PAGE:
Sinn Fein's northern leader Michelle O'Neill said she is willing to find a resolution to Stormont's problems in post-election negotiations, but not if the Secretary of State is in the chair.
Mrs O'Neill said she wanted to see a return of devolved institutions that delivered for all citizens.
However, she reiterated her stance that James Brokenshire should not mediate any dialogue process that follows March's snap election.
If the DUP and Sinn Fein are again returned as the two largest parties, they will have only three weeks to resolve their differences and form a new power-sharing Executive.
Stormont could be facing a return to direct rule from Westminster if that deadline passes without a deal on issues such as legacy and the Irish language.
Mrs O'Neill and party colleagues met with Mr Brokenshire at Stormont House in Belfast to discuss the current political crisis yesterday.
After the meeting she said: "Sinn Fein will come at these negotiations with a willingness to find a way through to make sure we have institutions that deliver for all of our citizens. We have made it very clear and we repeat again that we will not return to the status quo."
Sinn Fein's Stormont leader accused Mr Brokenshire and the UK Government of favouring unionists.
"His one-sided partisan view means he cannot be an honest broker in negotiations," she said.
"I think the British Government have continually failed to live up to their responsibilities as co-guarantors of the Good Friday Agreement. They have pandered to unionism time and time again, and they have shown and demonstrated a one-sided approach when it comes to the issues of legacy." Mr Brokenshire travelled to Dublin yesterday evening for meetings with key political, business, energy sector and tourism figures to discuss the challenges facing Northern Ireland and the Republic as the UK prepares to leave the EU.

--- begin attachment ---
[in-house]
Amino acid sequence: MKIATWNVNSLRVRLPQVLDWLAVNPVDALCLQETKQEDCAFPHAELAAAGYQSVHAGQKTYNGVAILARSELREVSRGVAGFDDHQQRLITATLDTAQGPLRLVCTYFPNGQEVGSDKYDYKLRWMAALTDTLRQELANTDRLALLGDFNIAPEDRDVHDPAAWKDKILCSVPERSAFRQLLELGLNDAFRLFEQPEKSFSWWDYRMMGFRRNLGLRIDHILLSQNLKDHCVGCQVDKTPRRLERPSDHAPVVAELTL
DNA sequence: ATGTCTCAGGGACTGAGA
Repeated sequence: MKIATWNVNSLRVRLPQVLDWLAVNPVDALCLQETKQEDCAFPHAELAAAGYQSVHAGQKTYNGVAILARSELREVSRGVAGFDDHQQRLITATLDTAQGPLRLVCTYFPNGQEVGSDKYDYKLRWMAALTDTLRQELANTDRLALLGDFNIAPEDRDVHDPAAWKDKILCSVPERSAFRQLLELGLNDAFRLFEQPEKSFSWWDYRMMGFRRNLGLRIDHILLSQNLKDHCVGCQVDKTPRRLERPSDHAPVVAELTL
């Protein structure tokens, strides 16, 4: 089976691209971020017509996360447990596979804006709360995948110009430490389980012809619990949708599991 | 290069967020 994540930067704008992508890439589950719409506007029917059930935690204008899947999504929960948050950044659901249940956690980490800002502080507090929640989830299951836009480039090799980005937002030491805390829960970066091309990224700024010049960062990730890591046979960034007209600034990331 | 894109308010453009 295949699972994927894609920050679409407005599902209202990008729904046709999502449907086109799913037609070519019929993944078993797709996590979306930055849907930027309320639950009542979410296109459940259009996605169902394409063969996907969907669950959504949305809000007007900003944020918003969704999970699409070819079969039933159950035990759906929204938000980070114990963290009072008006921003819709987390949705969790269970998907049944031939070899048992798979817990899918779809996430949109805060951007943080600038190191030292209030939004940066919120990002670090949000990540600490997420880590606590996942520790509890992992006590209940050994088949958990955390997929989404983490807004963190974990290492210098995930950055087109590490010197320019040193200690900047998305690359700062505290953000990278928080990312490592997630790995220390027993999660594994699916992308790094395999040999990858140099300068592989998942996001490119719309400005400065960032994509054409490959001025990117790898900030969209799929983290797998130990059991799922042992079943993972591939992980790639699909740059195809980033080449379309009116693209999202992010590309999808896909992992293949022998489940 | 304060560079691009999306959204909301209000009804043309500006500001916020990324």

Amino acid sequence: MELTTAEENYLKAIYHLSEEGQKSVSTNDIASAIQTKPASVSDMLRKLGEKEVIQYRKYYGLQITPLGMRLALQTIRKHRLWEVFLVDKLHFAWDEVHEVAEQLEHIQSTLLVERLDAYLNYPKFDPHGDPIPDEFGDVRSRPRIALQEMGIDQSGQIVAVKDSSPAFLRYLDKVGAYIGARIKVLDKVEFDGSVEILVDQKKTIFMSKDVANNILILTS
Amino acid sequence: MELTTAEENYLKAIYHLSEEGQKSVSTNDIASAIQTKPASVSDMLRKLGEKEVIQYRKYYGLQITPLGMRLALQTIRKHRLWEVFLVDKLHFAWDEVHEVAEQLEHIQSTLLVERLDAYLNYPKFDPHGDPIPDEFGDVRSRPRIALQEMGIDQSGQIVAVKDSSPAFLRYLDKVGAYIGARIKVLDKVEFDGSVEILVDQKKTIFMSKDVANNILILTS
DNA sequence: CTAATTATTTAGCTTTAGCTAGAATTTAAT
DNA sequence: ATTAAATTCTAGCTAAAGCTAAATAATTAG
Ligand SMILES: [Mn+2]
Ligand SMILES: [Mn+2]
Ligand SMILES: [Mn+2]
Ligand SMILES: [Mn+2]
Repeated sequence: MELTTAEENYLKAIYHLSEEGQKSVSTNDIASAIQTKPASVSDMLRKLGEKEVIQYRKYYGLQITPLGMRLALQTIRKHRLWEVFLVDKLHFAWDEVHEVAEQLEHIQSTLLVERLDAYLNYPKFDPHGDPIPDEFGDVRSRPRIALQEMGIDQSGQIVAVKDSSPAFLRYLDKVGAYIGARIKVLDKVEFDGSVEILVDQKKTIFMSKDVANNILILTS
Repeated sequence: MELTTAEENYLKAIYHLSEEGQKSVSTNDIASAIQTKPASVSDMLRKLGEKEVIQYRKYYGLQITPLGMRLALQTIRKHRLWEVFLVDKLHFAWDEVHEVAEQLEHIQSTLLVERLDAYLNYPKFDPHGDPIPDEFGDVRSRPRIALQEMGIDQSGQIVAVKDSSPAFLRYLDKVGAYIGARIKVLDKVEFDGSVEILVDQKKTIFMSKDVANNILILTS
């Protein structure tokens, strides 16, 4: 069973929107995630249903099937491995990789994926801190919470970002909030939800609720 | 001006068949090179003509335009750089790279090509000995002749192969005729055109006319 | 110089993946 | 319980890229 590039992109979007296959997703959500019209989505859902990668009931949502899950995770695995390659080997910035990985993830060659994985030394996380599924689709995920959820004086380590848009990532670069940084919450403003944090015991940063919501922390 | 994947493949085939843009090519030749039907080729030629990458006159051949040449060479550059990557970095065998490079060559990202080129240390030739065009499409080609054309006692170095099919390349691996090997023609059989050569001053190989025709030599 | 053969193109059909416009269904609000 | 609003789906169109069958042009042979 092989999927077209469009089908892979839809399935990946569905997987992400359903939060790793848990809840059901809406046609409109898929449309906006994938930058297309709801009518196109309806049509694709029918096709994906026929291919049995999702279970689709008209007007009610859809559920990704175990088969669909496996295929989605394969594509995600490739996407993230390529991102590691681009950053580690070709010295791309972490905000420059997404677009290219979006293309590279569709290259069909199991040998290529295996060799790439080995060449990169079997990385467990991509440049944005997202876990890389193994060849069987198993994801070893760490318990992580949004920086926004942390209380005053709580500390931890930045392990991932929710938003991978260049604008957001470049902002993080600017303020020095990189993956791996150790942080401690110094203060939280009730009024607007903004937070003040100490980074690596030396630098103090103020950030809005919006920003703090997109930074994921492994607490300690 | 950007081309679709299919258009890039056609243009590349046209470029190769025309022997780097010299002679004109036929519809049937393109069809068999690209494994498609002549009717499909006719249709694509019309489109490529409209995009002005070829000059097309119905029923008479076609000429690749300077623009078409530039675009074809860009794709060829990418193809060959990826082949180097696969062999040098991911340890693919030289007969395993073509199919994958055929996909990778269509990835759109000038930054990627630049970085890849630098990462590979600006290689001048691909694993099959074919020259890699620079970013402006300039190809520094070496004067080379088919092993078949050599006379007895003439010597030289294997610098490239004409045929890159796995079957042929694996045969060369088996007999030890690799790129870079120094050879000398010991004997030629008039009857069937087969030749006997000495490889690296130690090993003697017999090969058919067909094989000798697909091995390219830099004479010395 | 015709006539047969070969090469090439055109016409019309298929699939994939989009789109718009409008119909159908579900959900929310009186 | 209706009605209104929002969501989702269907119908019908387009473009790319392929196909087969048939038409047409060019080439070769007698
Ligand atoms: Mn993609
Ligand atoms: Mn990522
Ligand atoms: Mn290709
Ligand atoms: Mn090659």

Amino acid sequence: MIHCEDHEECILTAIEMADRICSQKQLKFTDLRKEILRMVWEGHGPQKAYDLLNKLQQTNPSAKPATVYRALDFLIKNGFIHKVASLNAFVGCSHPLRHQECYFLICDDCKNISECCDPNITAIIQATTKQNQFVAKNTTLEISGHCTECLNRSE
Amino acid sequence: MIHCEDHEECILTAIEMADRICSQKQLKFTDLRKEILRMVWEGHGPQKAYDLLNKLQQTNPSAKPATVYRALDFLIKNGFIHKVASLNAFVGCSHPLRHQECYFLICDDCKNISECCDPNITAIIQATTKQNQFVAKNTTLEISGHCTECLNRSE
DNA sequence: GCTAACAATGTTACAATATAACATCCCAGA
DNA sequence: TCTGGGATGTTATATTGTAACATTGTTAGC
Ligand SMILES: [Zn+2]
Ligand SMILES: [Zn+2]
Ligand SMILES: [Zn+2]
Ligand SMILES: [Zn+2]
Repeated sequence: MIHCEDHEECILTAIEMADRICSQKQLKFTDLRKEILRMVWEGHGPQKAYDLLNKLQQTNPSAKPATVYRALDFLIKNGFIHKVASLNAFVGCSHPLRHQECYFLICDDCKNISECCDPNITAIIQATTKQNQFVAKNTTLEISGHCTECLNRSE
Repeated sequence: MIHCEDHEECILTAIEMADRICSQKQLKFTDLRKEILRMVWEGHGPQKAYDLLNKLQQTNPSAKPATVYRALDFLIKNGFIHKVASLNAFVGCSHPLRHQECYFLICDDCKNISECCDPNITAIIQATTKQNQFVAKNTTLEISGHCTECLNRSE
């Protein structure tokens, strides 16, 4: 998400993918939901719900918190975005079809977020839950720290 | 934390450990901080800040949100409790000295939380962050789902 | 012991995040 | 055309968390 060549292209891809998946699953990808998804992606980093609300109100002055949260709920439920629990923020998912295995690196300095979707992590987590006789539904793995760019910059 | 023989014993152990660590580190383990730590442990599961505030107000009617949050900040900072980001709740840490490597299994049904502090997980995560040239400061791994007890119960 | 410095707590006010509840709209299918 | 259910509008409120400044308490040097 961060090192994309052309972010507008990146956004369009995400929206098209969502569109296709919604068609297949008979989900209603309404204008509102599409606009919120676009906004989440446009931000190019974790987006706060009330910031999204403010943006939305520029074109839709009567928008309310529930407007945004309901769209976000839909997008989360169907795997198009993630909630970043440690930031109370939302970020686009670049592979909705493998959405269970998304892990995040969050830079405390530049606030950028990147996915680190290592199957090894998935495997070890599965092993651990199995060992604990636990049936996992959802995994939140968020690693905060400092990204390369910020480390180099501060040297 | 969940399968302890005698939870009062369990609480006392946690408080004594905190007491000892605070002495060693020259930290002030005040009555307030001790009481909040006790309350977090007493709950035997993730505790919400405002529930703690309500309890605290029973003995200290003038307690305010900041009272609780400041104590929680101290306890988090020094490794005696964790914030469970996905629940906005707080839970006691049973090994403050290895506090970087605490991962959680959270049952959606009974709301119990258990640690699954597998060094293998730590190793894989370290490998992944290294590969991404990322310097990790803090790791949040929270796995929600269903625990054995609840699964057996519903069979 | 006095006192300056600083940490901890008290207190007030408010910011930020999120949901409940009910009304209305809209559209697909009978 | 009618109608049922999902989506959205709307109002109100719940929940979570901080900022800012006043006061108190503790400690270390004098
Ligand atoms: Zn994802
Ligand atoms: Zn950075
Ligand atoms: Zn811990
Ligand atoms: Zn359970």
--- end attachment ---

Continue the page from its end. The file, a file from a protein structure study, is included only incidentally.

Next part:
This morning the Northern Ireland Secretary is set to attend a business breakfast with Tourism Ireland ahead of scheduled meetings with Irish Foreign Minister Charlie Flanagan and Fianna Fail leader Micheal Martin.
Mr Brokenshire said he will discuss the current political instability with Mr Flanagan.
"My visit to Dublin comes at an important time, with the UK Government on course to trigger Article 50 by the end of March, which will begin our negotiations to exit the European Union," he said.
"As Secretary of State for Northern Ireland, I am acutely aware that the ability to move and trade freely across the border is an essential part of daily life for people and businesses on both sides of the border, and the UK Government recognises the importance of finding a practical solution that reflects the unique economic, social and political context of the border.
"We want to see trade and travel continuing to be as frictionless as possible.
"It is vital the Common Travel Area and excellent economic links with Ireland are maintained, and both issues will be significant priorities for the UK in the talks ahead.
"I also welcome the opportunity to meet Minister Flanagan to discuss the current period of political uncertainty in Northern Ireland and reinforce the commitment of both the UK and Irish governments to bring forward the bodies to address the legacy of Northern Ireland's past, as well as ensuring the establishment of a stable devolved government in a Northern Ireland that works for everyone."